Kompolnas to Pursue All Complaints Against Indonesian National Police

By webadmin on 10:26 pm Jan 11, 2010
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Markus Junianto Sihaloho

With public trust in the National Police plumbing new depths following a string of devastating scandals, the government is planning to give more clout to the agency that oversees the police.

Minister of Justice and Human Rights Patrialis Akbar said it was necessary to build better communication and coordination between watchdog National Police Commission (Kompolnas) and the National Police.

“The vision is how to build a better system where Kompolnas and the police are part of an integrated system,” said Patrialis, who was speaking after a meeting at the office of the Coordinating Minister of Political, Legal and Security Affairs Djoko Suyanto.

“Kompolnas receives hundreds of reports from citizens about bad police performance every month. But we can see hardly any of the complaints being followed up,” he said.

Patrialis said the government would establish a new mechanism where the police will be under the obligation to look into every report submitted to Kompolnas.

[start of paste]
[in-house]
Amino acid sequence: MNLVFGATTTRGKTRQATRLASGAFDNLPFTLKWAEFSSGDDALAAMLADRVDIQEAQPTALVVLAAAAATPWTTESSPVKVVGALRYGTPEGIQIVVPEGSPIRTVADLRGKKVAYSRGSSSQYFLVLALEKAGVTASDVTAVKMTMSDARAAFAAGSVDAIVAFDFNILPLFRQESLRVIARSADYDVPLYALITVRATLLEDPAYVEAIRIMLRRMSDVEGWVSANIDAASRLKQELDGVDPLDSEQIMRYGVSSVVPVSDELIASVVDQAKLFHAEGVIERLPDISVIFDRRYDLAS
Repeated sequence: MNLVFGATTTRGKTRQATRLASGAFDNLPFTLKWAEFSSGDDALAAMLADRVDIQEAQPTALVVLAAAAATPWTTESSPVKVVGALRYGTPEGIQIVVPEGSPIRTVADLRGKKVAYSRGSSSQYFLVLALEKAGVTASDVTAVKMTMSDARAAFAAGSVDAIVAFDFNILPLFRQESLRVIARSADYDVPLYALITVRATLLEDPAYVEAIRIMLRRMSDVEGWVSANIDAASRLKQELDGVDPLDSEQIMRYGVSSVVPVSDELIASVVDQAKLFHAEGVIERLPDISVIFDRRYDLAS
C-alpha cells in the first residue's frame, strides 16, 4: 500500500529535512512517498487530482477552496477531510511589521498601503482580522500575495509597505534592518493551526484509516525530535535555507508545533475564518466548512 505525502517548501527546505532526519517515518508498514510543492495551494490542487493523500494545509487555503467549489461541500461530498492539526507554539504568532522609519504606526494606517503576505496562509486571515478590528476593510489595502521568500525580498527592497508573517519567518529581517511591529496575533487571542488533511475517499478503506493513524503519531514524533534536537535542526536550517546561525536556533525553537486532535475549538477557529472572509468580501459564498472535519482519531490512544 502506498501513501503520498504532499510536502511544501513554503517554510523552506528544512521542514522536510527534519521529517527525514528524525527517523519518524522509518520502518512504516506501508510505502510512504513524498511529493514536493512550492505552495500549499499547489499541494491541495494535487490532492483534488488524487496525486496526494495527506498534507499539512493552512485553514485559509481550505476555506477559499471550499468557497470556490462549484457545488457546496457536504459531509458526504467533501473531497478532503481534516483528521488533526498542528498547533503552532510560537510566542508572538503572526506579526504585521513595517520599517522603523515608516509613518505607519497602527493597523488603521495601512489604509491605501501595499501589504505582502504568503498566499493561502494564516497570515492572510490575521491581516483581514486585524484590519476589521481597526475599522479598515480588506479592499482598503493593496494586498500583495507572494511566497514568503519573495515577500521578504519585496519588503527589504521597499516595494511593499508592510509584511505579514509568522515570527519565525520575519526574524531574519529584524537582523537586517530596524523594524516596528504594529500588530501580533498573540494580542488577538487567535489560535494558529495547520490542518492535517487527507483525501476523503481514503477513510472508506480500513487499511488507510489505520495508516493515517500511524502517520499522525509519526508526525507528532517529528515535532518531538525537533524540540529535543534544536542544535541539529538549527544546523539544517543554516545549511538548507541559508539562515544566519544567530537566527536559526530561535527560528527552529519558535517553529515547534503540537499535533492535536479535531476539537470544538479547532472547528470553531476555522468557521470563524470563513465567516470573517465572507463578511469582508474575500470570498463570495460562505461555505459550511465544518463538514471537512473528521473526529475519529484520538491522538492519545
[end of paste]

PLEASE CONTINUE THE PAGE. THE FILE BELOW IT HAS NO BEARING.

“So Kompolnas would hand over all the citizens’ reports they receive to the police — and the police must follow it up with an investigation,” he said.

The commission has no authority to investigate reports about police conduct and it has so far been able to forward only complaints from the public to police internal affairs. Most of them have been ignored.

Civil society activists have criticized Kompolnas for having been ineffective since its establishment in 2005.

Zainal Abidin from the Indonesian Legal Aid Foundation (YLBHI) said on Monday that the government must bring major changes to the watchdog. Central to reform, he said, should be an expansion of its authority to investigate reports on police conduct.

“It means more authority for Kompolnas, and its recommendations should be respected and followed up by the police,” Zainal said.

The government, he added, must also support the commission by establishing a system where any citizen in any part of the country can complain in the event of any abuse of police power.

YLBHI research found that the majority of violations committed by officers happened at District police offices, Zainal said.

He emphasized that Kompolnas could not be expected to act as a National Police watchdog when its Jakarta office was the only one in the country.

“A new system must immediately be built, to guarantee an easy and instant access for citizens, anywhere in this country, to report any violations by police officers,” he said.